The North Carolina House Agriculture Committee voted Friday afternoon to pass an amendment to the 2019 Farm Act which could deal a major blow to the budding hemp industry in the state.
Besides federal regulations laid out in the Hemp Farming Act of 2018, the Food and Drug Administration has no additional regulations on smokable hemp, leaving states to figure out how to govern it themselves.
The amendment moves up a ban on smokable hemp, or the cured and dried hemp flower, to Dec. 1, 2019.
The SBI and other law enforcement agencies have been pushing for the ban, since it is extremely difficult to quickly determine the difference between the hemp flower, which is not psychoactive, and marijuana.
Brian Bullman, owner and founder of Carolina Hemp Company in Asheville, said tools to test the buds are already available.
“This is a conversation that is not new in the country, it’s new in North Carolina,” Bullman said.
Bullman said the dried bud is fetching between $500-$1,000 a pound — much higher than hemp used for extracting CBD and other components, which typically sells for $40-$60 a pound.
The ban would mean a large loss in revenue, not just for the farmers who grow the high quality hemp.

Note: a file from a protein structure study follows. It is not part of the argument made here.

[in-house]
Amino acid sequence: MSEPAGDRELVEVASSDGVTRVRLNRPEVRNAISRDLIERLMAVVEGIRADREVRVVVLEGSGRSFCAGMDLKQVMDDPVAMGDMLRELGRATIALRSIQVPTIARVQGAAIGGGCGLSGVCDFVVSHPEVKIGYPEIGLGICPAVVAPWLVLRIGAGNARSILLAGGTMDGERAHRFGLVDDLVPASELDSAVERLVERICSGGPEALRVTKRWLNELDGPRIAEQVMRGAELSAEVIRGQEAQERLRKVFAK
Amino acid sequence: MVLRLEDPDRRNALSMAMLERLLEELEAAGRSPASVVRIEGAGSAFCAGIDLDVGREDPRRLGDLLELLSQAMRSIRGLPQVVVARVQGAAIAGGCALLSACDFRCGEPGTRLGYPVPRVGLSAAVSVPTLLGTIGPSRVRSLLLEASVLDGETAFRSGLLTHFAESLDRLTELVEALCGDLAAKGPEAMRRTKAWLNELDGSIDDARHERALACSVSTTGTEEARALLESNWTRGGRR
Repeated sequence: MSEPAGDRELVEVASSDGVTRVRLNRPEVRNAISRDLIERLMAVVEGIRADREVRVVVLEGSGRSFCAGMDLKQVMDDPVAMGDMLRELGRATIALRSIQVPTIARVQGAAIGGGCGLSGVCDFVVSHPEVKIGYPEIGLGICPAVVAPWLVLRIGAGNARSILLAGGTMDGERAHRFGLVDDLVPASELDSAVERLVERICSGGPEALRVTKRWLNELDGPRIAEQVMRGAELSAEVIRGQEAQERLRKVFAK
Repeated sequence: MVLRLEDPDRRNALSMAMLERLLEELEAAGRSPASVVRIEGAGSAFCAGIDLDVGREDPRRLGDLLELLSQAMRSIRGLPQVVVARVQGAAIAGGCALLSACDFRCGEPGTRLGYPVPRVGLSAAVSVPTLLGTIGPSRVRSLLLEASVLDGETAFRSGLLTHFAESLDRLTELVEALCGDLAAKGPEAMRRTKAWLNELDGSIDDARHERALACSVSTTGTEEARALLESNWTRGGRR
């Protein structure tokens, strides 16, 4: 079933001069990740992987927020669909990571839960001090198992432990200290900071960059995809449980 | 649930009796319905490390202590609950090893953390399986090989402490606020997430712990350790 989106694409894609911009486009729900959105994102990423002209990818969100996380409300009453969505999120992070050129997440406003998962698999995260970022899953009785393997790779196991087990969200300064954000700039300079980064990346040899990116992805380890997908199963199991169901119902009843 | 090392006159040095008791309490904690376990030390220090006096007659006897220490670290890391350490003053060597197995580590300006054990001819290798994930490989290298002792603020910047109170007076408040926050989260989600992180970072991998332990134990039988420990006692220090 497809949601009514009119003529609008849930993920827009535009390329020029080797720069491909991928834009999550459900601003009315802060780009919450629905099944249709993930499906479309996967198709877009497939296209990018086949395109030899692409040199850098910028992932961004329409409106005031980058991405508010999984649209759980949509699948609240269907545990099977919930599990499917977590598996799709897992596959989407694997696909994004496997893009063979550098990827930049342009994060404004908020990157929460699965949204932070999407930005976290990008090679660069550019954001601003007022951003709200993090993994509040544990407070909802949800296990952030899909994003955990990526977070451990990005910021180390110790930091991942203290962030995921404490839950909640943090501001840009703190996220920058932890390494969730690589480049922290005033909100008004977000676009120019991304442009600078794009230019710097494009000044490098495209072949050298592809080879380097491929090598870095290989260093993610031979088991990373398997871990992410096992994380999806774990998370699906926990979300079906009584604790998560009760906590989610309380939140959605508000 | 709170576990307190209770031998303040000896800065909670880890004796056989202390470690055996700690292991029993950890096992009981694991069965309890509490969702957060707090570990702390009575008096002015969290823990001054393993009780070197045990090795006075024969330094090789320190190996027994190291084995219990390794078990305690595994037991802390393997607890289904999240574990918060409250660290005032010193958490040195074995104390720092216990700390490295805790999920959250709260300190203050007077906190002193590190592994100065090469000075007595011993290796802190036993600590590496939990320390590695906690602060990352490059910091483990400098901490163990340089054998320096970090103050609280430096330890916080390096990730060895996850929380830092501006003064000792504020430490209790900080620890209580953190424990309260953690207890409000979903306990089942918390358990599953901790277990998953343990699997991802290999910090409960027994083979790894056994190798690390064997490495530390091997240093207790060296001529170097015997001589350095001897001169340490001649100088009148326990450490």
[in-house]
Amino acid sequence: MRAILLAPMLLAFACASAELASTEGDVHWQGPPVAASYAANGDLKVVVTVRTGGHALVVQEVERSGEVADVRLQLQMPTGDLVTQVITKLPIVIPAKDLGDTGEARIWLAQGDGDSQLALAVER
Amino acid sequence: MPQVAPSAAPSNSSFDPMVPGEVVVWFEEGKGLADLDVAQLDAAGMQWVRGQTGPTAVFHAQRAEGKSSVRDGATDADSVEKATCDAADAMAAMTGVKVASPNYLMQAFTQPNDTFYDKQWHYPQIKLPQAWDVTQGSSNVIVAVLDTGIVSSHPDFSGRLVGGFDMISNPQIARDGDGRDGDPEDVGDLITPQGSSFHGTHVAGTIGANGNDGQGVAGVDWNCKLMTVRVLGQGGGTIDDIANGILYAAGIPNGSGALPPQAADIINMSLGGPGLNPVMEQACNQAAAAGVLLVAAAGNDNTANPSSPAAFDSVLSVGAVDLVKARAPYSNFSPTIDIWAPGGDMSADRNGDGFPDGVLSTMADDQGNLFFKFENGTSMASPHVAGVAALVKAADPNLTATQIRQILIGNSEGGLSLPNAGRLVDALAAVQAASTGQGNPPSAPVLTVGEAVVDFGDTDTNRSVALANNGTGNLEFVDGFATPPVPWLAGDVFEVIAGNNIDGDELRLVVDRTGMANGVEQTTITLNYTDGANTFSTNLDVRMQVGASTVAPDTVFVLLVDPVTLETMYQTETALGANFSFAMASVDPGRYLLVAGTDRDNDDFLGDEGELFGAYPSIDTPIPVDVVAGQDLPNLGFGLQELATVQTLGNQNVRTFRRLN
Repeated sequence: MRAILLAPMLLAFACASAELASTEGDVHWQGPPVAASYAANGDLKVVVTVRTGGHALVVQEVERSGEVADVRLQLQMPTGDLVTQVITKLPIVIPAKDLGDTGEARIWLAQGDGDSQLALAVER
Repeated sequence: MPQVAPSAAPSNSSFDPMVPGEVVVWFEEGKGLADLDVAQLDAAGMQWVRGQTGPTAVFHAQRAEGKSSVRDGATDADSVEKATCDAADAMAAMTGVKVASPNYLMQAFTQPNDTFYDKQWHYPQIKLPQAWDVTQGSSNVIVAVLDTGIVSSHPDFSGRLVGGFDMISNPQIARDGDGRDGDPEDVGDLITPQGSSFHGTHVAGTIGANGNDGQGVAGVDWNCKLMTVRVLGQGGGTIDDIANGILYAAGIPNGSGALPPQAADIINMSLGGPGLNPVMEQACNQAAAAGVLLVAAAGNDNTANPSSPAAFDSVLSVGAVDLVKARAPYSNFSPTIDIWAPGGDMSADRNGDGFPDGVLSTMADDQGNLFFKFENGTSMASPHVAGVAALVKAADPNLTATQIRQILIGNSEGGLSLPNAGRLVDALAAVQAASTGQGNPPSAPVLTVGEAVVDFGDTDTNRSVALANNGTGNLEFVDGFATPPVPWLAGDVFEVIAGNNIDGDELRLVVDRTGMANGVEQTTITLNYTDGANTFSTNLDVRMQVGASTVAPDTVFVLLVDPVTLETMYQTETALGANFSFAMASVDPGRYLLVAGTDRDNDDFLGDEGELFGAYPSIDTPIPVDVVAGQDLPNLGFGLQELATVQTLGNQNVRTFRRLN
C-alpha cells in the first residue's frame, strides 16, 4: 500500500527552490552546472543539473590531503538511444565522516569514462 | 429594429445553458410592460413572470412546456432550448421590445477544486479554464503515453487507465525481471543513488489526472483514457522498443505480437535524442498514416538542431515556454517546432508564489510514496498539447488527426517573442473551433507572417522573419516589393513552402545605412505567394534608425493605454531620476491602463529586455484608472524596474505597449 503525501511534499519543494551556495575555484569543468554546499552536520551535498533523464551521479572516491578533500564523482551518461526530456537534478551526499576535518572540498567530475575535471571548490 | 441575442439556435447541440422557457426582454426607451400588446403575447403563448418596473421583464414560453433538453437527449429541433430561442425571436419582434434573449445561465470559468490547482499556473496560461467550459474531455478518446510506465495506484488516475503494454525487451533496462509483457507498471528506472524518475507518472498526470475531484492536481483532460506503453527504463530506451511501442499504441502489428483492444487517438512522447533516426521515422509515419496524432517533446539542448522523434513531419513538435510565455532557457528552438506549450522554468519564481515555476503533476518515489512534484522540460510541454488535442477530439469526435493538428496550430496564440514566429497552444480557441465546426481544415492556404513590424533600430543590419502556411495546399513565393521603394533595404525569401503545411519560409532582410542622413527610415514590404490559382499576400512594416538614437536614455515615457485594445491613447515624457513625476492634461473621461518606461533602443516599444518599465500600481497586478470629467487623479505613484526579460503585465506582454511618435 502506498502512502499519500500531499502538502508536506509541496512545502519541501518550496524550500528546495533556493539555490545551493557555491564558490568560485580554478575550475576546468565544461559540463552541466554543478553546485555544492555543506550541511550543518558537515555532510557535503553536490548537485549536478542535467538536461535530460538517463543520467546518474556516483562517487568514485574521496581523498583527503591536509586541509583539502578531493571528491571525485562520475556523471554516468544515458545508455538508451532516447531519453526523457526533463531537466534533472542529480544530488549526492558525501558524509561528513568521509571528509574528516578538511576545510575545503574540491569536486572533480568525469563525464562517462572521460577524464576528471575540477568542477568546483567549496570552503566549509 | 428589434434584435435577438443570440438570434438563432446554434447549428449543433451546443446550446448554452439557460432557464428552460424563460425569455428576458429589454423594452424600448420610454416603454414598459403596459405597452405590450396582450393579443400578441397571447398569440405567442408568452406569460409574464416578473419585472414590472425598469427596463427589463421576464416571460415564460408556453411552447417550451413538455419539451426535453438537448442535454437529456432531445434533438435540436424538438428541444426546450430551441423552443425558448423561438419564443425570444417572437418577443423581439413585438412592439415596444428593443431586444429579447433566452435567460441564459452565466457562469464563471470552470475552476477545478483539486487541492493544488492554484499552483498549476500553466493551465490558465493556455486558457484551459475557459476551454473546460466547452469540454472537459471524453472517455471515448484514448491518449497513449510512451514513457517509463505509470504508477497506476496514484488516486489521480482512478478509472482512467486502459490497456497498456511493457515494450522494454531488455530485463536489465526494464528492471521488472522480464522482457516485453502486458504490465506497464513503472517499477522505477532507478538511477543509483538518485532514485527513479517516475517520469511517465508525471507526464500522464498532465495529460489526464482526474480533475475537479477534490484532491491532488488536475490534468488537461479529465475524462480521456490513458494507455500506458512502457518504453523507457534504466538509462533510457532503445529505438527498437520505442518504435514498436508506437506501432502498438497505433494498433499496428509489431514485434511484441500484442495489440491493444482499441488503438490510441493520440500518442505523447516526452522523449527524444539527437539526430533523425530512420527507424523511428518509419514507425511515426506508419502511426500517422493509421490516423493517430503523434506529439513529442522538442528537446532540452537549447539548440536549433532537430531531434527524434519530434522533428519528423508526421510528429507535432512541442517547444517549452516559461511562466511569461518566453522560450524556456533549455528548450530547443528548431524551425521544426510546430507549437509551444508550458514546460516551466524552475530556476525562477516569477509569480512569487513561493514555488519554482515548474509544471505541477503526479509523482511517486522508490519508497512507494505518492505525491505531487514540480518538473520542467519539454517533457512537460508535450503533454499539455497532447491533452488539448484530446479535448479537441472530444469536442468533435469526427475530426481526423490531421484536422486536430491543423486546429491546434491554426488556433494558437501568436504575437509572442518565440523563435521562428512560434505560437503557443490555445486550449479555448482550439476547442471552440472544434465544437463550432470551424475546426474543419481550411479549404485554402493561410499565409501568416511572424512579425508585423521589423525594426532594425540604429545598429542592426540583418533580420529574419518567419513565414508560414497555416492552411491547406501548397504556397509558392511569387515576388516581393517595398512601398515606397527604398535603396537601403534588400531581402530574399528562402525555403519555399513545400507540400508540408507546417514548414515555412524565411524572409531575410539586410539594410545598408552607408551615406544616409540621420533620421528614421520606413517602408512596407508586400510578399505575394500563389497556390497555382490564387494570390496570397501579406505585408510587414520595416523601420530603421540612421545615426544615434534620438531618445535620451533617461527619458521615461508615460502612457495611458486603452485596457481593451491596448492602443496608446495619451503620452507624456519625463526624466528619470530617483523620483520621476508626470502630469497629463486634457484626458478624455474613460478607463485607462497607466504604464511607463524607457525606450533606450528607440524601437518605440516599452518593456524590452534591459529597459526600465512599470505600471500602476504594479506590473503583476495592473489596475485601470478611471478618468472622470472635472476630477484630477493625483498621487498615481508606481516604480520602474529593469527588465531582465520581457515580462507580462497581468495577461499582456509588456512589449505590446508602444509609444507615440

“The vast majority of which are growing for CBD,” Bullman said. “Even out of those, a very large percentage growing for smokable flower, so it will have a significant economic impact. Right now, we’ve heard the state legislators talking about this smokable flower market is potentially 20% of the revenue in the market in North Carolina. We feel, as people on the front lines, it’s likely more like 30% or maybe even upwards of that a little bit. So significant, significant impacts.”
The 2019 Farm Act now has to pass several additional committees before it can be called to the NC House for a vote. It would still have to pass a commission as well, since the bill has been altered from the version passed in the N.C. Senate.